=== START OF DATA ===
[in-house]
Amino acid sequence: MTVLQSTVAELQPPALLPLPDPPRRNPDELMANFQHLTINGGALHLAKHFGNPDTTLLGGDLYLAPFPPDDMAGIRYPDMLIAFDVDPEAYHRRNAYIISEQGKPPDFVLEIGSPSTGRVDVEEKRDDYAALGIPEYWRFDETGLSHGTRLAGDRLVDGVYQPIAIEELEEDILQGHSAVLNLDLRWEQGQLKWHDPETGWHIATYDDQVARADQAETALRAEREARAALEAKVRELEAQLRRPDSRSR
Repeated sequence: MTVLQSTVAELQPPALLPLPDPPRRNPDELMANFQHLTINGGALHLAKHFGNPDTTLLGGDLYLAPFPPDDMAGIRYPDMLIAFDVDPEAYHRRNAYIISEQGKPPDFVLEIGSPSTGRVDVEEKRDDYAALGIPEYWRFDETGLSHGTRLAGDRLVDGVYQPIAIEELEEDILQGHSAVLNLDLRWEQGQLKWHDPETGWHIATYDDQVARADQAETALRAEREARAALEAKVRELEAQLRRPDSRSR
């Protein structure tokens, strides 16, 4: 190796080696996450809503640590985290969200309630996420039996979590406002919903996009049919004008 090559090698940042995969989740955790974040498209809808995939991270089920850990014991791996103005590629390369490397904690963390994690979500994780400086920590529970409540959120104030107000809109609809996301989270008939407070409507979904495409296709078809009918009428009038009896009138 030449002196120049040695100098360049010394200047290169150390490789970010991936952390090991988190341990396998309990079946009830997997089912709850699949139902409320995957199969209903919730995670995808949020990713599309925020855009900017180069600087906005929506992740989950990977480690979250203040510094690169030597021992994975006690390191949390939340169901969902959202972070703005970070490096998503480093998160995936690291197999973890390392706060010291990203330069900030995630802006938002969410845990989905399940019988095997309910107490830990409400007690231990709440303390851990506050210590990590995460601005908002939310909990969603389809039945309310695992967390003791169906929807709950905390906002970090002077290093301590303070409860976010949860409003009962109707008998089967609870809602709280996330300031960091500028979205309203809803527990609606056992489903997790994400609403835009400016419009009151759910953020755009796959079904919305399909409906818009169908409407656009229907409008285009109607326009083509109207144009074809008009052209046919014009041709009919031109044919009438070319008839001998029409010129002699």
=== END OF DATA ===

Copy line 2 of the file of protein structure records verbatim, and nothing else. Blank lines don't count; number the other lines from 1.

Amino acid sequence: MTVLQSTVAELQPPALLPLPDPPRRNPDELMANFQHLTINGGALHLAKHFGNPDTTLLGGDLYLAPFPPDDMAGIRYPDMLIAFDVDPEAYHRRNAYIISEQGKPPDFVLEIGSPSTGRVDVEEKRDDYAALGIPEYWRFDETGLSHGTRLAGDRLVDGVYQPIAIEELEEDILQGHSAVLNLDLRWEQGQLKWHDPETGWHIATYDDQVARADQAETALRAEREARAALEAKVRELEAQLRRPDSRSR